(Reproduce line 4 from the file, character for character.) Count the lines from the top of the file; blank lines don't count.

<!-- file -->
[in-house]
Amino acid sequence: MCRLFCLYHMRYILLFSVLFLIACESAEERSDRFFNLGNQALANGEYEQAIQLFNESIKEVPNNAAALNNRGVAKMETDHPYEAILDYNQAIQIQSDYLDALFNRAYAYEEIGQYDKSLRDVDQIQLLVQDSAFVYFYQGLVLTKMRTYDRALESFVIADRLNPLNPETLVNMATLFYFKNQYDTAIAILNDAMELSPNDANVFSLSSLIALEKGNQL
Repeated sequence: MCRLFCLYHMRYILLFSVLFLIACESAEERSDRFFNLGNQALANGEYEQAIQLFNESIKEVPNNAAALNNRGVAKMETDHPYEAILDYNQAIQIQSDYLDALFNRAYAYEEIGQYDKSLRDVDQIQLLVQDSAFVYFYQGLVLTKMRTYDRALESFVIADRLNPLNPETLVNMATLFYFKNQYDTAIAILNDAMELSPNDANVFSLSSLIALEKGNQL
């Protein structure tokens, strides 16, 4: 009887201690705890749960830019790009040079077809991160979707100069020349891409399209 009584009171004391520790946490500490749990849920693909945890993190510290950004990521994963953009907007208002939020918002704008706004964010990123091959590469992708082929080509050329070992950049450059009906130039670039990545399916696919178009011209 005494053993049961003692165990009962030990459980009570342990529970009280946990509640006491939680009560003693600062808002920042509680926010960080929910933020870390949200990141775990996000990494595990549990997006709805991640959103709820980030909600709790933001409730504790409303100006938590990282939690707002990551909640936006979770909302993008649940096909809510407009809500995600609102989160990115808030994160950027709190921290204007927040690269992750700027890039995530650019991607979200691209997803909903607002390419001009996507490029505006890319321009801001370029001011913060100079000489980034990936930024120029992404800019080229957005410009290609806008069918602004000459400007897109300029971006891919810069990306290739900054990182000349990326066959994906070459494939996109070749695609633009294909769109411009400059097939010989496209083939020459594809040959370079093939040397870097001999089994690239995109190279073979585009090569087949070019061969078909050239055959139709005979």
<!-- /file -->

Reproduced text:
């Protein structure tokens, strides 16, 4: 009887201690705890749960830019790009040079077809991160979707100069020349891409399209 009584009171004391520790946490500490749990849920693909945890993190510290950004990521994963953009907007208002939020918002704008706004964010990123091959590469992708082929080509050329070992950049450059009906130039670039990545399916696919178009011209 005494053993049961003692165990009962030990459980009570342990529970009280946990509640006491939680009560003693600062808002920042509680926010960080929910933020870390949200990141775990996000990494595990549990997006709805991640959103709820980030909600709790933001409730504790409303100006938590990282939690707002990551909640936006979770909302993008649940096909809510407009809500995600609102989160990115808030994160950027709190921290204007927040690269992750700027890039995530650019991607979200691209997803909903607002390419001009996507490029505006890319321009801001370029001011913060100079000489980034990936930024120029992404800019080229957005410009290609806008069918602004000459400007897109300029971006891919810069990306290739900054990182000349990326066959994906070459494939996109070749695609633009294909769109411009400059097939010989496209083939020459594809040959370079093939040397870097001999089994690239995109190279073979585009090569087949070019061969078909050239055959139709005979």